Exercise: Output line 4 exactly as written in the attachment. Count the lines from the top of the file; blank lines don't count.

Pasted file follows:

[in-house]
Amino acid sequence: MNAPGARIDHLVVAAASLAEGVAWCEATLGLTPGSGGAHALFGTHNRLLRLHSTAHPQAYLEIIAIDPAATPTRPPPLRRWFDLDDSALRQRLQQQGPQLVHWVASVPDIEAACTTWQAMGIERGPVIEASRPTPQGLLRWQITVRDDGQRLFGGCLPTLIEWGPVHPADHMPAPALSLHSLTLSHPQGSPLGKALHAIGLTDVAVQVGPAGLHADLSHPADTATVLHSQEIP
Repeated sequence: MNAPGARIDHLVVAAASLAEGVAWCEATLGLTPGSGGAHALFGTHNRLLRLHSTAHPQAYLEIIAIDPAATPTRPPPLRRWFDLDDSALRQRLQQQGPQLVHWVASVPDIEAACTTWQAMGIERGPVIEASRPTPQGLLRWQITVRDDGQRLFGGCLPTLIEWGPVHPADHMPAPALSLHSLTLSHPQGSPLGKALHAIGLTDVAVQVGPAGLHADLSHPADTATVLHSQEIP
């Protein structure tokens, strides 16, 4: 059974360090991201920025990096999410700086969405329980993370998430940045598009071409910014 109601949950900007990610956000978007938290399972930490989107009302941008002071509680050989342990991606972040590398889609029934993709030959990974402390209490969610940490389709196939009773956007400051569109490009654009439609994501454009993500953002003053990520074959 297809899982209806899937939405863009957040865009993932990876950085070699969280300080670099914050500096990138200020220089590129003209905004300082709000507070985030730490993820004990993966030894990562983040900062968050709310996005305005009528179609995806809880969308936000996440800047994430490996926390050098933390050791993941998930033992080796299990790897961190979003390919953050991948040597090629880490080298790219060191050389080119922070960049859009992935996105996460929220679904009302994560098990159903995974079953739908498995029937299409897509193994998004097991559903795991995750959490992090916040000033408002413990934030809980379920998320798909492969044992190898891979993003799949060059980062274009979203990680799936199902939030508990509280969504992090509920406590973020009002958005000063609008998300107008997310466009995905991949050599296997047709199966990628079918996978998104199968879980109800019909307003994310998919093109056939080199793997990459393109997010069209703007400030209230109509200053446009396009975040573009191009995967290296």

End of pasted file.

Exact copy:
């Protein structure tokens, strides 16, 4: 059974360090991201920025990096999410700086969405329980993370998430940045598009071409910014 109601949950900007990610956000978007938290399972930490989107009302941008002071509680050989342990991606972040590398889609029934993709030959990974402390209490969610940490389709196939009773956007400051569109490009654009439609994501454009993500953002003053990520074959 297809899982209806899937939405863009957040865009993932990876950085070699969280300080670099914050500096990138200020220089590129003209905004300082709000507070985030730490993820004990993966030894990562983040900062968050709310996005305005009528179609995806809880969308936000996440800047994430490996926390050098933390050791993941998930033992080796299990790897961190979003390919953050991948040597090629880490080298790219060191050389080119922070960049859009992935996105996460929220679904009302994560098990159903995974079953739908498995029937299409897509193994998004097991559903795991995750959490992090916040000033408002413990934030809980379920998320798909492969044992190898891979993003799949060059980062274009979203990680799936199902939030508990509280969504992090509920406590973020009002958005000063609008998300107008997310466009995905991949050599296997047709199966990628079918996978998104199968879980109800019909307003994310998919093109056939080199793997990459393109997010069209703007400030209230109509200053446009396009975040573009191009995967290296």